Ecology and Toni Morrison - Oklahoma Center for the Humanities
Close Menu

Ecology and Toni Morrison

Join the Oklahoma Center for the Humanities for a lecture by TU alumni, Althea Tait. Tait’s lecture, “Ecology, the Soul, and Toni Morrison,” will explore the connections between hunger, agency, and ecology in the works of Morrison. She will delve into the complications and anxieties of radical hunger and the defiant survival, sustenance, and beauty of the victory gardens of WWII.

From the author:

“’He wondered why black people ever left the South.’ Song of Solomon

Black people left the South, trekking through soil thick as clay while catching tricklings of the river to soothe the weariness within. We know from the narratives of those who landed in Oklahoma, that migration was necessary, salvific. It was the beginning of recovery—a soul renaissance. How did these desperate builders of the next generation trace the distance between them and the sky holding the dripping, drinking gourd to the North Star on the overcast days and nights? Moss growing on the north side of trees and the wingspan of the birds traveling north ebbed away fears—with this and more, the people held onto the promise of recovery.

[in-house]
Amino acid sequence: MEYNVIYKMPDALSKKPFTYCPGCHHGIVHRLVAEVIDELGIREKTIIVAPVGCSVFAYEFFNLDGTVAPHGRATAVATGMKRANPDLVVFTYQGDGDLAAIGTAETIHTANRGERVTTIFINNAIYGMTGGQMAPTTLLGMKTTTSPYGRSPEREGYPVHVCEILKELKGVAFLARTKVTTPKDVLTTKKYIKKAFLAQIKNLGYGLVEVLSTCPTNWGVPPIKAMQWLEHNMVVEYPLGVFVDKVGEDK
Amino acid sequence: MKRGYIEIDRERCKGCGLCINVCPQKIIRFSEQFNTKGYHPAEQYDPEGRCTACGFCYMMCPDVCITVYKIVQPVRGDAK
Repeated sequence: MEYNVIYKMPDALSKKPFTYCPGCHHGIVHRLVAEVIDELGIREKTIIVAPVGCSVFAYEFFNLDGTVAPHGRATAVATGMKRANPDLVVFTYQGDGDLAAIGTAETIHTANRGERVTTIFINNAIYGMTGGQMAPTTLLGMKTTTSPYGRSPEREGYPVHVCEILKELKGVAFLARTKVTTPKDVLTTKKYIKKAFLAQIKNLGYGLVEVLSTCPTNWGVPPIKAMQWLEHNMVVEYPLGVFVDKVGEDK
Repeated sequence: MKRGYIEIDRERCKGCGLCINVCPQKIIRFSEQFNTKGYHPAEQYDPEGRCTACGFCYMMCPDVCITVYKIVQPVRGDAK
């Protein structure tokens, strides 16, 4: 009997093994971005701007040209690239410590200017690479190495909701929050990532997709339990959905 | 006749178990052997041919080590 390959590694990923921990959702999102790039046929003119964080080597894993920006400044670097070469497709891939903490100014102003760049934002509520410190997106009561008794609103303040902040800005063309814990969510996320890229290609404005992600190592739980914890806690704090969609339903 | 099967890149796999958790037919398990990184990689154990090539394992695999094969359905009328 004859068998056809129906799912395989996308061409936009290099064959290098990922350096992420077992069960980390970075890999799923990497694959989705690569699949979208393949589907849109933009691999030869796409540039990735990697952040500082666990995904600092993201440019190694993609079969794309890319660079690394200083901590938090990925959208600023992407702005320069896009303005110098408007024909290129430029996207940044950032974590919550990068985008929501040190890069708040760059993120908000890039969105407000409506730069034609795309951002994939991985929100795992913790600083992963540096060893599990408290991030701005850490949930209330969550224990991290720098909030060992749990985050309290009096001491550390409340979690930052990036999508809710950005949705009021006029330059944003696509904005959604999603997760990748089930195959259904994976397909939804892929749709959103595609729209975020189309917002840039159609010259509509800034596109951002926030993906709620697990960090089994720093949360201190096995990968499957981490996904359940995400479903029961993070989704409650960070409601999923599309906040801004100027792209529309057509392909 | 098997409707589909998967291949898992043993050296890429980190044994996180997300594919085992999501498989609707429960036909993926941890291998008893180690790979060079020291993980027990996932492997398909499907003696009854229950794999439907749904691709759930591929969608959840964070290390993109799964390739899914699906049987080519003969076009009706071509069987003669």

To get to this place, the people relied on their ecological connections to the galaxy. They respected nature’s wisdom and, in return, nature expected them to yield care and wisdom. One hundred and fifty years or so later, this call to the human spirit to reconnect to nature is revived. And akin to the early migration, it fosters a conversation between all human beings. This talk brings to the table cultural and literary voices that are divergent and yet synergetic such as Toni Morrison and Alice Waters. It inspires you to consider Waters’ culinary legacy and green activism—inspired, in part, by her family’s WWII Victory Garden—as an entry point into Toni Morrison’s ecological treatment in her novels such as the Oklahoma-based novel Paradise.”


This lecture is scheduled for February 17, 7:00- 8:30p in the Tyrell Hall auditorium– with a simultaneous Zoom stream.  To watch virtually, click this Zoom link. The event is free and accessible to all. Mask wearing is strongly encouraged.

Questions can be sent to


Althea Tait is an adjunct faculty member at the University of Tulsa. She specializes in 19th and 20th century African American Literature and Women’s Studies. She is currently working on a book manuscript, entitled Toni Morrison and The Soul of Beauty: Cultural Perspectives of Black Women.